Disruptive Innovation: Ready, Willing and Able to Deliver Quality Therapeutics at Speed

Drug development can be done better, faster and less expensively. The industry is facing up to that reality, moving a variety of disruptive innovations forward with the blessing of regulators.

Akintunde (Tunde) Bello/courtesy of Bristol-Myers Squibb

Drug development can be done better, faster and less expensively. The speed of COVID-19 mRNA vaccine development proved it. Now, the industry is facing up to that reality, moving a variety of disruptive innovations forward with the blessing of regulators.

Bristol-Myers Squibb has been on this track for some time. The biopharma leader is using quantitative systems pharmacology and pharmacometrics to provide statistical, mathematical approaches to model not only the data but diseases and their cellular interaction pathways. “Basically, we’re developing disease models in silico,” Akintunde (Tunde) Bello, VP of clinical pharmacology and pharmacometrics at BMS told BioSpace.

These are far more comprehensive than the in silico models of the past. “We work on matrix teams,” he said, explaining that this is where individuals work in complex environments and report to both project and functional managers. Therefore, although the work is computer-based and database driven, the team includes some members from the drug development team, such as clinicians, biostatisticians and drug supply scientists.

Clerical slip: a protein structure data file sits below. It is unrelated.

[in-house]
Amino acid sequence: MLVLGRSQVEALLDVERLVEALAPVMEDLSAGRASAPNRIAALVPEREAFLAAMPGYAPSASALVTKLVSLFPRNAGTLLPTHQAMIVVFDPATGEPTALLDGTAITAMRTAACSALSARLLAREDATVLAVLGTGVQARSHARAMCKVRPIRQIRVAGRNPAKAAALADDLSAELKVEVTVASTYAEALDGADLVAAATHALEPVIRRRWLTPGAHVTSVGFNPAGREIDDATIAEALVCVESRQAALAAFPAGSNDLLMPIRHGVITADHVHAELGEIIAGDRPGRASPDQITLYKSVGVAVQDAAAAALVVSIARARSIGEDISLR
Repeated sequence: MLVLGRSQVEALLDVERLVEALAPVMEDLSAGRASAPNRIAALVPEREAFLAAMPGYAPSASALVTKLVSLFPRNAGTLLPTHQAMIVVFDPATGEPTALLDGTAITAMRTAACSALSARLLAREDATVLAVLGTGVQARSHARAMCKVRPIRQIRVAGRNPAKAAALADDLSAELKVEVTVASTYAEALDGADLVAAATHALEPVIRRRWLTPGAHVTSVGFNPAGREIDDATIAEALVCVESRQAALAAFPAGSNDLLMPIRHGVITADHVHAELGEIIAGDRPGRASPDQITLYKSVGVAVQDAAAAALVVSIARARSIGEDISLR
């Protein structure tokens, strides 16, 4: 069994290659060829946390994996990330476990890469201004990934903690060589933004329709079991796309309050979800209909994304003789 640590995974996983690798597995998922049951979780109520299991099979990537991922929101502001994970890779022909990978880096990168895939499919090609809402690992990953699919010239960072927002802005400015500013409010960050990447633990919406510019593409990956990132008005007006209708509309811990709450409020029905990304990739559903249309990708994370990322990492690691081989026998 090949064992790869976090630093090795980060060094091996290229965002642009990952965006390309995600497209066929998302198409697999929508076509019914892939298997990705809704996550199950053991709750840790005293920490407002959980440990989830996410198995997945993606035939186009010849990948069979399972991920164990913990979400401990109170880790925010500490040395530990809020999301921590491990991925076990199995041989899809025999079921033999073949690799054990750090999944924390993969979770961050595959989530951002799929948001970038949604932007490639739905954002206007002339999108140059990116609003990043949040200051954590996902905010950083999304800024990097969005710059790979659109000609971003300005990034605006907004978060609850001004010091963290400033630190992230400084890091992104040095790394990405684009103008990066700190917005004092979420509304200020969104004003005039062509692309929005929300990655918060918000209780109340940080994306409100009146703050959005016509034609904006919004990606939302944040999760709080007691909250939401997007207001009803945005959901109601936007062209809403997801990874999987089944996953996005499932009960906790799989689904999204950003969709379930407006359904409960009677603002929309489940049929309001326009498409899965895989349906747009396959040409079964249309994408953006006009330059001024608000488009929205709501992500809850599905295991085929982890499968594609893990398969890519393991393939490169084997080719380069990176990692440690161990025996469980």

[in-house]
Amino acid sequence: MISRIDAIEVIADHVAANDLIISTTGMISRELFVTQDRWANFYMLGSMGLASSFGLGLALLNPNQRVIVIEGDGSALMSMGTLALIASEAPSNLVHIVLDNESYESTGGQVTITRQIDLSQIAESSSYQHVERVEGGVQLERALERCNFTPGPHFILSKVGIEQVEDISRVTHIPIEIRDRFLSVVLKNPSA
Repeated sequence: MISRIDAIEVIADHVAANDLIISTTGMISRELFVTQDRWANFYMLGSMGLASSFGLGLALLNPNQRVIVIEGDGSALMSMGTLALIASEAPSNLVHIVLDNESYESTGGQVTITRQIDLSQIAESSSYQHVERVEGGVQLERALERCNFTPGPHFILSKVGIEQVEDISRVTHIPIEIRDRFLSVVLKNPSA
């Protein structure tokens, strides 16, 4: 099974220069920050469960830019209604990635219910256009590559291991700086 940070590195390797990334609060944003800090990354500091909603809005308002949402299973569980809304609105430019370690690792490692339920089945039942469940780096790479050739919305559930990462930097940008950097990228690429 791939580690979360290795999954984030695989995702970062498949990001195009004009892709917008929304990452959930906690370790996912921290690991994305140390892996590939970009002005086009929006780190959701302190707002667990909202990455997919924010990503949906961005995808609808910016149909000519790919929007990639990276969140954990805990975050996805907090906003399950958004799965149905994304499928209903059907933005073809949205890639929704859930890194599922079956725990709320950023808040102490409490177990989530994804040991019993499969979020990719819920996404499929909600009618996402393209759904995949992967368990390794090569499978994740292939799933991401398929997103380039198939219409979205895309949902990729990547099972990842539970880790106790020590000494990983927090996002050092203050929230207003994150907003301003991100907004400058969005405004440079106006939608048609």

Fewer Trials and Patients Required

“The work we do provides insights and information that you normally would have gotten by running a clinical trial,” Bello explained. This is done by “utilizing clinical data and the literature to develop models and approaches that inform the drug development teams, and oftentimes streamline and optimize the way we do development.” Consequently, fewer clinical trials need to be conducted and fewer patients need to be enrolled for drug developers to get the answers they need.

“The Holy Grail is to move to the point where in silico models can identify targets for development and inform the experiments before we get to the clinic,” Bello said. At that point, it may be possible for these models to identify which experiments should be conducted to determine the assets and targets to take forward into development.

“Some aspects of modeling have become widespread, such as population pharmacokinetics and pharmacodynamics analyses and exposure response rate analyses,” he continued. “The mathematical and statistical models provide additional insights beyond those indicated by the clinical endpoints in terms of how the drug is behaving, important co-variates of the patient or disease that determine response and special populations for which you may need a different approach.” This could include pediatrics, or patients with specific organ impairments.